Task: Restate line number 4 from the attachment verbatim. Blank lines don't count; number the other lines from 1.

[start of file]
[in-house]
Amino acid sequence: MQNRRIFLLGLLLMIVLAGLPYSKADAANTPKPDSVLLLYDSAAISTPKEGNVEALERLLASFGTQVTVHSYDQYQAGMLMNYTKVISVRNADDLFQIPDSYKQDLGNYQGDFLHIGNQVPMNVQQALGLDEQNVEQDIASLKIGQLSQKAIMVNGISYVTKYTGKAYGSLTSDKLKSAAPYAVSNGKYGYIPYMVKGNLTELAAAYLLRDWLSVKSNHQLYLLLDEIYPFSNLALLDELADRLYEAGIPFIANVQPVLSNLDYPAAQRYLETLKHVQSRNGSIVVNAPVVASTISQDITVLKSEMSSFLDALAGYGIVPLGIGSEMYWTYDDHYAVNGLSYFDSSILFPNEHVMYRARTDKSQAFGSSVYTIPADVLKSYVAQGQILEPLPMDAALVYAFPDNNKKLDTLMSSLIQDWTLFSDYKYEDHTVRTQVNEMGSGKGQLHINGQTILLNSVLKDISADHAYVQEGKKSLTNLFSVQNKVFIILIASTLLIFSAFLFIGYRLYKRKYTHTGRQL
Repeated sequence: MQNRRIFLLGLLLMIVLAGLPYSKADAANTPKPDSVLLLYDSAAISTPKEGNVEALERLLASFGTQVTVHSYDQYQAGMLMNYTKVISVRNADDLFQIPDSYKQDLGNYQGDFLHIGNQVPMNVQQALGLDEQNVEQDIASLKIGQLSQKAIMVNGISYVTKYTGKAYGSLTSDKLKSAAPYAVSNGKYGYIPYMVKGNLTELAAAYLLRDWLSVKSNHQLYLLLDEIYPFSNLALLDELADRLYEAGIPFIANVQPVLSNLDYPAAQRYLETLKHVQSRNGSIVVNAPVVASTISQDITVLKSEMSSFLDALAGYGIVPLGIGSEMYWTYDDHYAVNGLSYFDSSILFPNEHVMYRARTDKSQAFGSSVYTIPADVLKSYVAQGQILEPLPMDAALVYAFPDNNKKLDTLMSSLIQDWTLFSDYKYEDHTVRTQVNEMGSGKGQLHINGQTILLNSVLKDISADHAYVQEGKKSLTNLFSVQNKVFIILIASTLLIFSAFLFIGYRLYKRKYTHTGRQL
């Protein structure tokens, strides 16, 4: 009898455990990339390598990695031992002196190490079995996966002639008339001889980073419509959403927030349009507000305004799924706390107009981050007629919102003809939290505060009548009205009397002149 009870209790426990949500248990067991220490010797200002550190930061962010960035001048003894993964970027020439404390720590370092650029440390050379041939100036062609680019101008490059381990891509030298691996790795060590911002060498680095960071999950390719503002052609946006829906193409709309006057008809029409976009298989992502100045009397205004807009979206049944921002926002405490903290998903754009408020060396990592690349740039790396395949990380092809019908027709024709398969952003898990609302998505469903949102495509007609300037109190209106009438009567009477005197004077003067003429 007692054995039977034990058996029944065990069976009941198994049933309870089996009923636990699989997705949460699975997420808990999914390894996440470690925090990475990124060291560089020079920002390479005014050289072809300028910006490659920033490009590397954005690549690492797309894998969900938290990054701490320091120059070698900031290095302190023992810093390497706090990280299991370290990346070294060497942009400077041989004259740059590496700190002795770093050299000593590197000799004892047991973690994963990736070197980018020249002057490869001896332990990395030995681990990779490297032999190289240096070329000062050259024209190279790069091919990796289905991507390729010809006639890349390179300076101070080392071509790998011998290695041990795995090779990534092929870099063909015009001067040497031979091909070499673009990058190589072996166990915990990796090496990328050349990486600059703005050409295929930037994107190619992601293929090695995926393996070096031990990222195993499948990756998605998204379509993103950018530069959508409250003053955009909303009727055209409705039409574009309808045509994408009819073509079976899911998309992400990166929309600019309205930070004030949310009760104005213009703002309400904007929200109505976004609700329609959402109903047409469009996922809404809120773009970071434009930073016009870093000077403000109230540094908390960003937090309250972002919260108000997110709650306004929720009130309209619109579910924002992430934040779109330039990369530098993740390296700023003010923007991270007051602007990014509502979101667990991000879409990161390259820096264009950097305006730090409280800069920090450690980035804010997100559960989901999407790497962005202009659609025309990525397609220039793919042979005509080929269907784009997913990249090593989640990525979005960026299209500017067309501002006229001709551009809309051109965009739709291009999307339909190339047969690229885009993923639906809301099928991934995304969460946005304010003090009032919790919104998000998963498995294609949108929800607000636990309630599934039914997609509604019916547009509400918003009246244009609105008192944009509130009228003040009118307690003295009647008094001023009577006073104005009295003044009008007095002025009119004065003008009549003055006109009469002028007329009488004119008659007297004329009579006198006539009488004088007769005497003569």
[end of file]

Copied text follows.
């Protein structure tokens, strides 16, 4: 009898455990990339390598990695031992002196190490079995996966002639008339001889980073419509959403927030349009507000305004799924706390107009981050007629919102003809939290505060009548009205009397002149 009870209790426990949500248990067991220490010797200002550190930061962010960035001048003894993964970027020439404390720590370092650029440390050379041939100036062609680019101008490059381990891509030298691996790795060590911002060498680095960071999950390719503002052609946006829906193409709309006057008809029409976009298989992502100045009397205004807009979206049944921002926002405490903290998903754009408020060396990592690349740039790396395949990380092809019908027709024709398969952003898990609302998505469903949102495509007609300037109190209106009438009567009477005197004077003067003429 007692054995039977034990058996029944065990069976009941198994049933309870089996009923636990699989997705949460699975997420808990999914390894996440470690925090990475990124060291560089020079920002390479005014050289072809300028910006490659920033490009590397954005690549690492797309894998969900938290990054701490320091120059070698900031290095302190023992810093390497706090990280299991370290990346070294060497942009400077041989004259740059590496700190002795770093050299000593590197000799004892047991973690994963990736070197980018020249002057490869001896332990990395030995681990990779490297032999190289240096070329000062050259024209190279790069091919990796289905991507390729010809006639890349390179300076101070080392071509790998011998290695041990795995090779990534092929870099063909015009001067040497031979091909070499673009990058190589072996166990915990990796090496990328050349990486600059703005050409295929930037994107190619992601293929090695995926393996070096031990990222195993499948990756998605998204379509993103950018530069959508409250003053955009909303009727055209409705039409574009309808045509994408009819073509079976899911998309992400990166929309600019309205930070004030949310009760104005213009703002309400904007929200109505976004609700329609959402109903047409469009996922809404809120773009970071434009930073016009870093000077403000109230540094908390960003937090309250972002919260108000997110709650306004929720009130309209619109579910924002992430934040779109330039990369530098993740390296700023003010923007991270007051602007990014509502979101667990991000879409990161390259820096264009950097305006730090409280800069920090450690980035804010997100559960989901999407790497962005202009659609025309990525397609220039793919042979005509080929269907784009997913990249090593989640990525979005960026299209500017067309501002006229001709551009809309051109965009739709291009999307339909190339047969690229885009993923639906809301099928991934995304969460946005304010003090009032919790919104998000998963498995294609949108929800607000636990309630599934039914997609509604019916547009509400918003009246244009609105008192944009509130009228003040009118307690003295009647008094001023009577006073104005009295003044009008007095002025009119004065003008009549003055006109009469002028007329009488004119008659007297004329009579006198006539009488004088007769005497003569």